Valium (diazepam) is a benzodiazepine (ben-zoe-dye-AZE-eh-peens). Diazepam affects chemicals in the brain that may be unbalanced in people with anxiety.
Valium is used to treat anxiety disorders, alcohol withdrawal symptoms, or muscle spasms.
Valium is sometimes used with other medications to treat seizures.
You should not use Valium if you are allergic to diazepam or similar medicines (Ativan, Klonopin, Restoril, Xanax, and others), or if you have myasthenia gravis, severe liver disease, narrow-angle glaucoma, a severe breathing problem, or sleep apnea.
Before you take Valium, tell your doctor if you have glaucoma, asthma or other breathing problems, kidney or liver disease, seizures, or a history of drug or alcohol addiction, mental illness, depression, or suicidal thoughts.
Do not start or stop taking Valium during pregnancy without your doctor’s advice. Diazepam may cause harm to an unborn baby, but having a seizure during pregnancy could harm both the mother and the baby. Tell your doctor right away if you become pregnant while taking diazepam for seizures.
Valium may be habit-forming. Misuse of habit-forming medicine can cause addiction, overdose, or death.
Do not give this medication to a child younger than 6 months old.
Before taking this medicine
You should not use Valium if you are allergic to diazepam or similar drugs (Ativan, Klonopin, Restoril, Xanax, and others), or if you have:
- myasthenia gravis (a muscle weakness disorder);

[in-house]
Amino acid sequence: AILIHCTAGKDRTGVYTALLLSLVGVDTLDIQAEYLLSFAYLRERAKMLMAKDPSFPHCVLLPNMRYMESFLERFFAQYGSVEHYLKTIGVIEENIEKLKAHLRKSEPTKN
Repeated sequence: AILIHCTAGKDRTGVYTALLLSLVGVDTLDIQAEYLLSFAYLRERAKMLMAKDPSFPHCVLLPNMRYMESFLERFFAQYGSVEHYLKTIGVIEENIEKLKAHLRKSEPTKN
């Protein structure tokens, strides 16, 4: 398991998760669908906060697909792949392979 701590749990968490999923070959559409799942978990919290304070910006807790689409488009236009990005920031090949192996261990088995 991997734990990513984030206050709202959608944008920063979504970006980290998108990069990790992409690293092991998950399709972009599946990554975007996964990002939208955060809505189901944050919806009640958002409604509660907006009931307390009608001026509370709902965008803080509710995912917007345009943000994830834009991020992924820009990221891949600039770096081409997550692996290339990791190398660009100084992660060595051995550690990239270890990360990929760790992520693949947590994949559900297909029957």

- severe liver disease;
- a severe breathing problem;
- sleep apnea (breathing stops during sleep); or
- alcoholism, or addiction to drugs similar to diazepam.
To make sure Valium is safe for you, tell your doctor if you have any of these conditions:
- asthma, emphysema, bronchitis, chronic obstructive pulmonary disorder (COPD), or other breathing problems;
- kidney or liver disease;
- epilepsy or other seizure disorder;
- a history of mental illness, depression, or suicidal thoughts or behavior;
- a history of drug or alcohol addiction; or
- if you use a narcotic (opioid) medication.
When treating seizures, do not start or stop taking Valium during pregnancy without your doctor’s advice. Valium may cause harm to an unborn baby, but having a seizure during pregnancy could harm both the mother and the baby. Tell your doctor right away if you become pregnant while taking Valium for seizures.
When treating anxiety, alcohol withdrawal, or muscle spasms: If you take Valium while you are pregnant, your baby could become dependent on the drug. This can cause life-threatening withdrawal symptoms in the baby after it is born. Babies born dependent on habit-forming medicine may need medical treatment for several weeks. Tell your doctor if you are pregnant or plan to become pregnant.
Diazepam can pass into breast milk and may harm a nursing baby. You should not breast-feed while using this medicine.
The sedative effects of Valium may last longer in older adults. Accidental falls are common in elderly patients who take benzodiazepines. Use caution to avoid falling or accidental injury while you are taking Valium.
Valium is not approved for use by anyone younger than 6 months old. Do not give this medicine to a child without a doctor’s advice.